We quantify the benefits/tradeoffs of agroecological management approaches on system productivity and provision of ecosystem services
Agroecological practices are part of the solution to sustainably intensify annual and perennial cropping systems. The basic principles are well known: minimum soil disturbances, permanent soil cover using residues or cover crops, natural soil fertility building practices and higher structural, temporal and functional field and landscape diversity. Yield advantages of more diverse crop rotations/landscapes and their synergistic effects with reduced disturbance are well documented; however, the underlying crop physiological and developmental mechanisms remain unclear, especially when yields stability to extreme weather events and variations in temperature and soil moisture are considered. We are also interested in measuring a large suite of ecosystem services along management gradients in annual and perennial systems to provide a balanced assessment of the environmental and economic benefits of farming for ecosystem services. Finally, we have a growing interest in the study of how land-based livestock integration can benefits growers and sustainability and carbon footprint of the whole value chain. Understanding the role of soil health and diversity-based management options on agroecosystem functioning will help design of sustainable and resource efficient production systems.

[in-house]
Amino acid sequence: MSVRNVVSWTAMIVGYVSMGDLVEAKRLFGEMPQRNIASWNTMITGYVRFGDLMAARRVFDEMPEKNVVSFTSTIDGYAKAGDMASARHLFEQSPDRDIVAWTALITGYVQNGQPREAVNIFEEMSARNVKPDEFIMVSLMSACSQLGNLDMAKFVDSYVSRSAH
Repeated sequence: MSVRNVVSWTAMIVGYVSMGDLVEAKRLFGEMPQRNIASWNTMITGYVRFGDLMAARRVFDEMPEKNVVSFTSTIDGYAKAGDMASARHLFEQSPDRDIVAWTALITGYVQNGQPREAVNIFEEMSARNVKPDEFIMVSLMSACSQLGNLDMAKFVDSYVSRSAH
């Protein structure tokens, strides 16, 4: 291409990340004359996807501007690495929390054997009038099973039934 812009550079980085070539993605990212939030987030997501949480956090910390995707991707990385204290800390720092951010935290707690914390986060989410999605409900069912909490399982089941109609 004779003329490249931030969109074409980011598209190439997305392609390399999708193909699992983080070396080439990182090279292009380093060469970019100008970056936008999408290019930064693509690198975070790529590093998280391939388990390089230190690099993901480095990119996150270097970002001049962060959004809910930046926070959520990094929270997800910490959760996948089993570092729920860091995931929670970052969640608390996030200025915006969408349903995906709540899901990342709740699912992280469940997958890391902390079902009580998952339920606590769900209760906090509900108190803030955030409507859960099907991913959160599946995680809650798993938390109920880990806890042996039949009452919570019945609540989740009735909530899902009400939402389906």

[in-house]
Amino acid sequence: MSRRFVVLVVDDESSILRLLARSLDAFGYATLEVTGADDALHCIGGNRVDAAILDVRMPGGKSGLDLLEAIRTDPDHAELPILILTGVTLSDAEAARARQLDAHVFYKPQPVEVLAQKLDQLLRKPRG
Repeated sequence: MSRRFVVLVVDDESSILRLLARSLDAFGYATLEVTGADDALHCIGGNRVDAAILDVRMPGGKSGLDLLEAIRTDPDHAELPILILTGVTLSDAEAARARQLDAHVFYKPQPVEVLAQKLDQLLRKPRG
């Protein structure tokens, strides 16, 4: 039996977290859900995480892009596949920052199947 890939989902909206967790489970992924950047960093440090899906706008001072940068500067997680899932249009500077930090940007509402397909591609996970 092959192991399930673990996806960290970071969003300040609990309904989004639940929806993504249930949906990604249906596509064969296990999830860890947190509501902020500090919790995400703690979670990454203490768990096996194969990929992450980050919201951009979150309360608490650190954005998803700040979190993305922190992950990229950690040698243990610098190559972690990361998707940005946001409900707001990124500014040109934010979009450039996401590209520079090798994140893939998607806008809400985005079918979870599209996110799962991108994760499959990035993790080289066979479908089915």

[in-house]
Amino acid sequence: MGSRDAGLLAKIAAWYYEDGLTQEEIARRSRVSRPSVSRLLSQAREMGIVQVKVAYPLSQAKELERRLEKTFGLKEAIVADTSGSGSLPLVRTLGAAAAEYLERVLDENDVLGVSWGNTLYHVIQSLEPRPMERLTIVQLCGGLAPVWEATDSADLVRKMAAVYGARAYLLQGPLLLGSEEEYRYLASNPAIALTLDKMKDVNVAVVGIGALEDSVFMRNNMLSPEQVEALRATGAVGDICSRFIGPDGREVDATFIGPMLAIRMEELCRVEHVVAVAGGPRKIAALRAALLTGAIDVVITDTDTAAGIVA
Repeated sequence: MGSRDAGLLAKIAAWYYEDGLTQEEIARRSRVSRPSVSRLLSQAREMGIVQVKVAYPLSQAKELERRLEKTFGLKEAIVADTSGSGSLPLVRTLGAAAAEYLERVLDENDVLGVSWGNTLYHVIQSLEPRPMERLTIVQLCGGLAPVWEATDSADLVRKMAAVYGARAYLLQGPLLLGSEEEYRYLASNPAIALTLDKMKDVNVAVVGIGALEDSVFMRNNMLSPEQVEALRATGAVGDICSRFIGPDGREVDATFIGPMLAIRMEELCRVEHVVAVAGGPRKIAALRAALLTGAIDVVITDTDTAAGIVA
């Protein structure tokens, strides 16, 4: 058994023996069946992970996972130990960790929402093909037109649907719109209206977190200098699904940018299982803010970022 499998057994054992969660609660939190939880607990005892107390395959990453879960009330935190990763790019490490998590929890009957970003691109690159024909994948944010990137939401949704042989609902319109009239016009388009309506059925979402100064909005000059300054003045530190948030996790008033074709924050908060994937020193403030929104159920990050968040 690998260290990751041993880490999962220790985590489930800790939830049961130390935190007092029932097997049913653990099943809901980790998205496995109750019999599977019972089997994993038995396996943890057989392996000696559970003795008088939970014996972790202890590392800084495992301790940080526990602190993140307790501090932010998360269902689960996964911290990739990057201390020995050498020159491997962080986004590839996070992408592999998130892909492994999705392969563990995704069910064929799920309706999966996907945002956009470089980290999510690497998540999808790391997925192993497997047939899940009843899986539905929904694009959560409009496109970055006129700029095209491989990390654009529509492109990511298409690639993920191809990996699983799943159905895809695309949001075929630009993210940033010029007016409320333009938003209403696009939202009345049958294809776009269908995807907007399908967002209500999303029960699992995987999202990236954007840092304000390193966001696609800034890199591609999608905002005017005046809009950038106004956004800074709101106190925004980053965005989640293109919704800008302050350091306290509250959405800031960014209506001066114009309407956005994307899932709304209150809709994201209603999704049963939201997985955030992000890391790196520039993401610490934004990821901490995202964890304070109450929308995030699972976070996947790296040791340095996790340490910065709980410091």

Current Research Activities
- Assessing ecosystems services provided by healthy soils, cover crops and regenerative practices in almond production (Vivian Wauters, Krista Marshall).
- Impact of sheep integration into vineyard on productivity, soil-based ecosystem services and C sequestration (Kelsey Brewer)
Past Research Activities
- Benefits and tradeoffs of drip irrigation for organic system productivity and long-term soil ecosystem services (Jennifer Schmidt, Caitlin Peterson, Meng Li)